Farhang Heydari

Executive Director, The Policing Project at New York University

Farhang Heydari, Executive Director of The Policing Project at New York University
David Kidd/Government Technology
Farhang Heydari feels a desire for change in the air. After police killed George Floyd in Minneapolis — to name just one video of a Black person’s death at the hands of uniformed officers — he said the attitude of much of the country seems different.

“Now, more than any time in my lifetime, the part of society that never interacts with police is starting to understand the problems, and that’s why I think there’s more of a chance for change,” he said.

Heydari is in a unique position to advance that change. He is the first executive director of the Policing Project, a team founded in 2015 at the New York University School of Law. The project, which includes experts and advocates such as Barry Friedman, Maria Ponomarenko and Mecole Jordan-McBride, aims to improve policing by working with departments, the communities they serve and the companies that sell to them.

A lot of that work involves making police decisions more transparent, and amplifying the voices of policed communities when it comes to making those decisions.

Although it’s not focused only on technology, the project has made some important strides in that area. It staffed Axon’s AI ethics board, which was instrumental in persuading the company not to include facial recognition in its body-worn cameras. It’s also conducting audits for tech companies to help them address their problems proactively, with an attitude that a “yes or no” approach to new tools is not helpful.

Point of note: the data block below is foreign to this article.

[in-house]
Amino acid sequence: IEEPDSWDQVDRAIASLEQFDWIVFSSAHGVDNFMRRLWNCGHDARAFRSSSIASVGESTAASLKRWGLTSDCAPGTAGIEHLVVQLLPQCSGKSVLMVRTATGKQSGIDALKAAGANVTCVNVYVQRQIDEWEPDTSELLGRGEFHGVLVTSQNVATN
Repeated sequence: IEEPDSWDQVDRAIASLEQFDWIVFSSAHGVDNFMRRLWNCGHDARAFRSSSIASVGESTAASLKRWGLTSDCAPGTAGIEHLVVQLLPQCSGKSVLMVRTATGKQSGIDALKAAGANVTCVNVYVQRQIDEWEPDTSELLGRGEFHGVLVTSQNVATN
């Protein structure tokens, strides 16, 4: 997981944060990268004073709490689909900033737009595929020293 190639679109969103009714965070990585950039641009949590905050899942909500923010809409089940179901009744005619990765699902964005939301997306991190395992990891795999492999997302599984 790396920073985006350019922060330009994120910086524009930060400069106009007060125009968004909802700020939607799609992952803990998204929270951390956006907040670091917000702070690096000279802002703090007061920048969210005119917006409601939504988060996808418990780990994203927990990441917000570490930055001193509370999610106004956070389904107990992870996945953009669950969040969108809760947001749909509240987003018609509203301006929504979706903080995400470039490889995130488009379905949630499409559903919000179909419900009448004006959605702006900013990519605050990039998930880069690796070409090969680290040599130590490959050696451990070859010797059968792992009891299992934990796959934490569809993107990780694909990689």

The idea is to push the corporate ecosystem toward an ethos of responsibility — where profit and impact are either entwined or equally important.

“Imagine if, when you’re thinking, ‘Which face recognition vendor do I go with?’ one of the key questions was, what are the biases of the algorithm? What are their data privacy practices? Do they mine photos from social media? Do they keep my photos on the back end to improve their algorithm? If policymakers started asking those questions, if communities started asking those questions, we might be able to get companies to actually compete over being the most ethical.”
Ben Miller is the associate editor of data and business for Government Technology. His reporting experience includes breaking news, business, community features and technical subjects. He holds a Bachelor’s degree in journalism from the Reynolds School of Journalism at the University of Nevada, Reno, and lives in Sacramento, Calif.